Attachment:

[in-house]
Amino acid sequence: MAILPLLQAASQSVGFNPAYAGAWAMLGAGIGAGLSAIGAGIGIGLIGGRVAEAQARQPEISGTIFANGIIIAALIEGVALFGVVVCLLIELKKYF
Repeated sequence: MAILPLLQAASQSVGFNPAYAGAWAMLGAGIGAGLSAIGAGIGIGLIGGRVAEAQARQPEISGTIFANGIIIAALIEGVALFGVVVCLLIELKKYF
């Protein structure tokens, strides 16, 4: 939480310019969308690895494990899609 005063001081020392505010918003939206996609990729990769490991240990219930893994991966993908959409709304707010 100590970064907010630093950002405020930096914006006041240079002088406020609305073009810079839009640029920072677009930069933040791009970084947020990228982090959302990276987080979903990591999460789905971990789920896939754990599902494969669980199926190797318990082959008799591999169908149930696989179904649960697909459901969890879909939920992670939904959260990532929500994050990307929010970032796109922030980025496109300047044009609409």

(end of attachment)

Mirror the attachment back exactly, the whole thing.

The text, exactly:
[in-house]
Amino acid sequence: MAILPLLQAASQSVGFNPAYAGAWAMLGAGIGAGLSAIGAGIGIGLIGGRVAEAQARQPEISGTIFANGIIIAALIEGVALFGVVVCLLIELKKYF
Repeated sequence: MAILPLLQAASQSVGFNPAYAGAWAMLGAGIGAGLSAIGAGIGIGLIGGRVAEAQARQPEISGTIFANGIIIAALIEGVALFGVVVCLLIELKKYF
């Protein structure tokens, strides 16, 4: 939480310019969308690895494990899609 005063001081020392505010918003939206996609990729990769490991240990219930893994991966993908959409709304707010 100590970064907010630093950002405020930096914006006041240079002088406020609305073009810079839009640029920072677009930069933040791009970084947020990228982090959302990276987080979903990591999460789905971990789920896939754990599902494969669980199926190797318990082959008799591999169908149930696989179904649960697909459901969890879909939920992670939904959260990532929500994050990307929010970032796109922030980025496109300047044009609409």